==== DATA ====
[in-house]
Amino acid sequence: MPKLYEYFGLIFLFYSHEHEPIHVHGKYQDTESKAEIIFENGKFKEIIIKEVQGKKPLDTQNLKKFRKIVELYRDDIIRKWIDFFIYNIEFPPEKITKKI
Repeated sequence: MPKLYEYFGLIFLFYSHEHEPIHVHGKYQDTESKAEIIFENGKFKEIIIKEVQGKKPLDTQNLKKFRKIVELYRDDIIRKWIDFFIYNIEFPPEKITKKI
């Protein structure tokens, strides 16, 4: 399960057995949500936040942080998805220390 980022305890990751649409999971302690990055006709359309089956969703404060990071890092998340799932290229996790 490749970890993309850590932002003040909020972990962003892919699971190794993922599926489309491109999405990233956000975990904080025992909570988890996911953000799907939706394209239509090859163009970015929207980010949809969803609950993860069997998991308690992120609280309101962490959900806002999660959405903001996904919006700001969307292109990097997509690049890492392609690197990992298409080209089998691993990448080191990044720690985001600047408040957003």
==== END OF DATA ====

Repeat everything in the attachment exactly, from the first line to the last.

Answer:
[in-house]
Amino acid sequence: MPKLYEYFGLIFLFYSHEHEPIHVHGKYQDTESKAEIIFENGKFKEIIIKEVQGKKPLDTQNLKKFRKIVELYRDDIIRKWIDFFIYNIEFPPEKITKKI
Repeated sequence: MPKLYEYFGLIFLFYSHEHEPIHVHGKYQDTESKAEIIFENGKFKEIIIKEVQGKKPLDTQNLKKFRKIVELYRDDIIRKWIDFFIYNIEFPPEKITKKI
């Protein structure tokens, strides 16, 4: 399960057995949500936040942080998805220390 980022305890990751649409999971302690990055006709359309089956969703404060990071890092998340799932290229996790 490749970890993309850590932002003040909020972990962003892919699971190794993922599926489309491109999405990233956000975990904080025992909570988890996911953000799907939706394209239509090859163009970015929207980010949809969803609950993860069997998991308690992120609280309101962490959900806002999660959405903001996904919006700001969307292109990097997509690049890492392609690197990992298409080209089998691993990448080191990044720690985001600047408040957003």